Schultz also attacks the sexual model for assuming that sexuality on the job hurts women. Instead, she says, sexual expression can be liberating. She conceives of the workplace as "a realm alive with personal intimacy, sexual energy, and 'humanness' more broadly." Whatever the job, work anchors our identity. Many of us spend more time with our co-workers than with our family members, and our relationships with colleagues are often among the closest we have. To Schultz, sexuality is an aspect of our personalities that can't be shed at the office door. "Put simply," she writes, "work can be sexy."

The sanitized workplace is the logical and undesirable sequel to a desire-based model of sexual harassment law. Whom do we have to thank for draconian anti-harassment policies? Schultz points to two unusual suspects: radical feminism and efficiency theory.

RADICAL FEMINISTS, LED BY MACKINNON, are credited with putting sexual harassment on the legal map. In Sexual Harassment of Working Women, published in 1979, MacKinnon argued that sexual harassment comes in two forms: a "quid pro quo" offer (or threat) of sex and "a hostile workplace environment," meaning a workplace made intolerable by unwanted sexual expression. (MacKinnon is the co-editor, with Reva B. Siegel, of a new book called Directions in Sexual Harassment Law, due out in December.) Schultz gives MacKinnon her due as a pioneer, but faults radical feminism for hijacking sexual harassment law and equating expressions of sexuality at work with sexism. To put MacKinnon's position crudely, in a workplace where men have all the power, we must always suspect that women do not consent to sexual behavior. This idea has influenced the courts. Federal judges may not subscribe to radical feminism, but they have been ready to ride in like white knights to protect working damsels in distress since the feminists provided the theory.

Schultz draws a parallel between the radical feminists' agenda and that of managers trying to wring the most effort out of their workforce. Management theory's first lesson: Employees should work, not flirt! Radical feminists agree. Asked in an interview whether harassment law was stifling too much sexual expression, MacKinnon answered exactly as a good management theorist might: "Somebody ought to get worried about the fact that no work is getting done."

Schultz challenges the assumptions of both camps. She assures feminists that sexual expression at work can make women feel more powerful, not less. And she tells management theorists that making room for sexual expression can increase efficiency (and profits) by making employees feel comfortable and closer to each other. Schultz offers an unorthodox defense of love at the office, citing sociological research suggesting that "workplace romance may even increase productivity in some circumstances." Anyone who has stayed late at the office to hang out with a particularly attractive co-worker on the pretense of finishing an assignment knows what she's talking about.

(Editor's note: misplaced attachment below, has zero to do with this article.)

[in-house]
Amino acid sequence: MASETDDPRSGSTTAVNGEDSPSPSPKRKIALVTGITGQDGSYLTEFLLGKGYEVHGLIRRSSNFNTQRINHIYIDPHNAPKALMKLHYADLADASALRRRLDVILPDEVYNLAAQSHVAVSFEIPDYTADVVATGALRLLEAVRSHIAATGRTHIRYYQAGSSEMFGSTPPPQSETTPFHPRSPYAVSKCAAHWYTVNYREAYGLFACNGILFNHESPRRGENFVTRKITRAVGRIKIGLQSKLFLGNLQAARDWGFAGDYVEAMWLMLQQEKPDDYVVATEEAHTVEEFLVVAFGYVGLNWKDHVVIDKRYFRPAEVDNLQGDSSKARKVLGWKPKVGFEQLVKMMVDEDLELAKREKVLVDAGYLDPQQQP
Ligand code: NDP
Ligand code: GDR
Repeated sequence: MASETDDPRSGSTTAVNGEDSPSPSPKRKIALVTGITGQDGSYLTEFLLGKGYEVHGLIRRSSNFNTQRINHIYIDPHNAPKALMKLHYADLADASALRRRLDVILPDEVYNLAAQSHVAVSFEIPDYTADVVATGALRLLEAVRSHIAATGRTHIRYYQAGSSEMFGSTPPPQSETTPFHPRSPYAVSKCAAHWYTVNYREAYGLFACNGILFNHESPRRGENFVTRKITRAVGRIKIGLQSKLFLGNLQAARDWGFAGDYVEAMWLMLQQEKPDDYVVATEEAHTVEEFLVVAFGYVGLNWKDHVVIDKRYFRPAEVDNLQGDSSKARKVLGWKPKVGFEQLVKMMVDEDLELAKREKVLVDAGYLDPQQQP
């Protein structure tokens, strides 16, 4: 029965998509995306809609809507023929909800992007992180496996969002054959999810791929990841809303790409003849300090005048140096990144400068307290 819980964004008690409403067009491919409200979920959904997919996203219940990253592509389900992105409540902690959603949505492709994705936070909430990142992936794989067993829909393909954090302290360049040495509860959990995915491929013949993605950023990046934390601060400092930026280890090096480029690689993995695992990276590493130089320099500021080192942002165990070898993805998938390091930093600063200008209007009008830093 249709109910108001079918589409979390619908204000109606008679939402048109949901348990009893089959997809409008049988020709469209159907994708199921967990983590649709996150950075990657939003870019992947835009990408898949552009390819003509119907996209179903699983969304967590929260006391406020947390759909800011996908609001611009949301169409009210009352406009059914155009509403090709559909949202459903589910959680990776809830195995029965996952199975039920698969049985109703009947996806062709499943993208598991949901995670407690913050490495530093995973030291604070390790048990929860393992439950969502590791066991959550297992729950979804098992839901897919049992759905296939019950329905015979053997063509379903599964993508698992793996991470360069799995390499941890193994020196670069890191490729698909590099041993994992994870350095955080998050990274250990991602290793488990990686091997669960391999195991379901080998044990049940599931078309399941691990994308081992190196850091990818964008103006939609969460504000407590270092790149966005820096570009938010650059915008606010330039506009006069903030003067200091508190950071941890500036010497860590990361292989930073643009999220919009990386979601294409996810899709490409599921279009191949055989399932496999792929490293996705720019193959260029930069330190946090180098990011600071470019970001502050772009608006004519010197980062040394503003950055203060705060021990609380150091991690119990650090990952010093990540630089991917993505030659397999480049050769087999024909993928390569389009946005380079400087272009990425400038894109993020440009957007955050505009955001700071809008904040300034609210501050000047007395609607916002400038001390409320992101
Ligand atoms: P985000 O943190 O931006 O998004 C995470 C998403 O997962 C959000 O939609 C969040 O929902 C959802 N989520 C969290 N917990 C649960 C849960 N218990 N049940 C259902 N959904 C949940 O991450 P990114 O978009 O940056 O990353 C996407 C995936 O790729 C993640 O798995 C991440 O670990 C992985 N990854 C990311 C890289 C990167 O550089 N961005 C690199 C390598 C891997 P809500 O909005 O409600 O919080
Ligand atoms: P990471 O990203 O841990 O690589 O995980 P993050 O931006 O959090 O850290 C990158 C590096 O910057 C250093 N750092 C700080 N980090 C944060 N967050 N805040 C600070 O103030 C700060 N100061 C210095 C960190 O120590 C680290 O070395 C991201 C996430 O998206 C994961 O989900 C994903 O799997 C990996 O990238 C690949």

Whether or not most employees agree that sex at work is liberating, the idea that they shouldn't be afraid to trade adult banter or have consensual relationships probably has some appeal. But Schultz's vision of sexual harassment law calls for change on a much more dramatic, perhaps utopian, scale. She wants the law to gender-engineer, so to speak, by rewarding companies that are most evenly balanced between male and female employees and by punishing companies that are segregated by sex.

From Schultz's point of view, this approach has important advantages. It would force the courts—and employers—to recognize that in certain contexts, a dead rat in a lunchbox can constitute discrimination as invidious as the unwanted come-on. It would also shift their attention to the sort of behavior that's meant to exclude women from traditionally male jobs.

Take pornography as an example: If the porn is part of a larger pattern of intimidating women in the workplace, then it should be treated as a symptom of discrimination. But to Schultz, a pinup poster on a locker room door or a naked body on a computer screen isn't necessarily harassing. She approvingly cites a study of a magazine where male and female editors worked together on sex advice columns and nude photo spreads. In an atmosphere full of widespread sexual banter, a man sometimes did or said something that a woman found "totally inappropriate." Schultz observes, however, that the offensive behavior "didn't threaten the women, because the women had the numbers and power within the organization to marginalize these men."